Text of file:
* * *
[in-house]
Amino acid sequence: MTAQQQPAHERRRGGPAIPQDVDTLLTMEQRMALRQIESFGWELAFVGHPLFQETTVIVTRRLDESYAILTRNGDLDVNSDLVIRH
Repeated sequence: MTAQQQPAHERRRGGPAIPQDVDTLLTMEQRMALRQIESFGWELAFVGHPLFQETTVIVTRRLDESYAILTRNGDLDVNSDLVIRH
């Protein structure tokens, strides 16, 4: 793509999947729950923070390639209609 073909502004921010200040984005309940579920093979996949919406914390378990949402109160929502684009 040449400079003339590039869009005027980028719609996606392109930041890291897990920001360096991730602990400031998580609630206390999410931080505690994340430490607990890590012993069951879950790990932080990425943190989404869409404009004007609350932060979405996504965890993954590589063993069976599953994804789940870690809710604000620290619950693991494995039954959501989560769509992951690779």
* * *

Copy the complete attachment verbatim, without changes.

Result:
[in-house]
Amino acid sequence: MTAQQQPAHERRRGGPAIPQDVDTLLTMEQRMALRQIESFGWELAFVGHPLFQETTVIVTRRLDESYAILTRNGDLDVNSDLVIRH
Repeated sequence: MTAQQQPAHERRRGGPAIPQDVDTLLTMEQRMALRQIESFGWELAFVGHPLFQETTVIVTRRLDESYAILTRNGDLDVNSDLVIRH
């Protein structure tokens, strides 16, 4: 793509999947729950923070390639209609 073909502004921010200040984005309940579920093979996949919406914390378990949402109160929502684009 040449400079003339590039869009005027980028719609996606392109930041890291897990920001360096991730602990400031998580609630206390999410931080505690994340430490607990890590012993069951879950790990932080990425943190989404869409404009004007609350932060979405996504965890993954590589063993069976599953994804789940870690809710604000620290619950693991494995039954959501989560769509992951690779």